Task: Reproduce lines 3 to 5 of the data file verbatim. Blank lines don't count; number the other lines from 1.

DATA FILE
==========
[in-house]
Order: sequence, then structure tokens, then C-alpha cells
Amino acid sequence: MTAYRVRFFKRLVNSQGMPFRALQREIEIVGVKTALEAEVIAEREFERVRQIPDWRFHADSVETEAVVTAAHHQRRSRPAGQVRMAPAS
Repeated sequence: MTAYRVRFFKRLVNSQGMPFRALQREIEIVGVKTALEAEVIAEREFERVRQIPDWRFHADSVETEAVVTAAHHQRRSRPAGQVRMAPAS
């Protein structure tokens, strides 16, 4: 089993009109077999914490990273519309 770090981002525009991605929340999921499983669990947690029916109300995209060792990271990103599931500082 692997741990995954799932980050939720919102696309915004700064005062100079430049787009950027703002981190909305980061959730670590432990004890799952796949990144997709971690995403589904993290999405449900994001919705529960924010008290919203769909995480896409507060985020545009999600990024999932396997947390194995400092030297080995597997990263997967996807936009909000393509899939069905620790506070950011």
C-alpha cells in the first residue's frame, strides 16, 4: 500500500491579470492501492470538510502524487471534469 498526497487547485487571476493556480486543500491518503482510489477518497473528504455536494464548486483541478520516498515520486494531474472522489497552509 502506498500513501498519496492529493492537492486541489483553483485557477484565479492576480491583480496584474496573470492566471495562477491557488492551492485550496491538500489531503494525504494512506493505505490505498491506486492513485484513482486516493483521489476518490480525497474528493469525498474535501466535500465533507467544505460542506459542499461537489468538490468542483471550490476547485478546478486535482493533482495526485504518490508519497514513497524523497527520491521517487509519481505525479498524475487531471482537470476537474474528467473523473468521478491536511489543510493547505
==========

Amino acid sequence: MTAYRVRFFKRLVNSQGMPFRALQREIEIVGVKTALEAEVIAEREFERVRQIPDWRFHADSVETEAVVTAAHHQRRSRPAGQVRMAPAS
Repeated sequence: MTAYRVRFFKRLVNSQGMPFRALQREIEIVGVKTALEAEVIAEREFERVRQIPDWRFHADSVETEAVVTAAHHQRRSRPAGQVRMAPAS
């Protein structure tokens, strides 16, 4: 089993009109077999914490990273519309 770090981002525009991605929340999921499983669990947690029916109300995209060792990271990103599931500082 692997741990995954799932980050939720919102696309915004700064005062100079430049787009950027703002981190909305980061959730670590432990004890799952796949990144997709971690995403589904993290999405449900994001919705529960924010008290919203769909995480896409507060985020545009999600990024999932396997947390194995400092030297080995597997990263997967996807936009909000393509899939069905620790506070950011």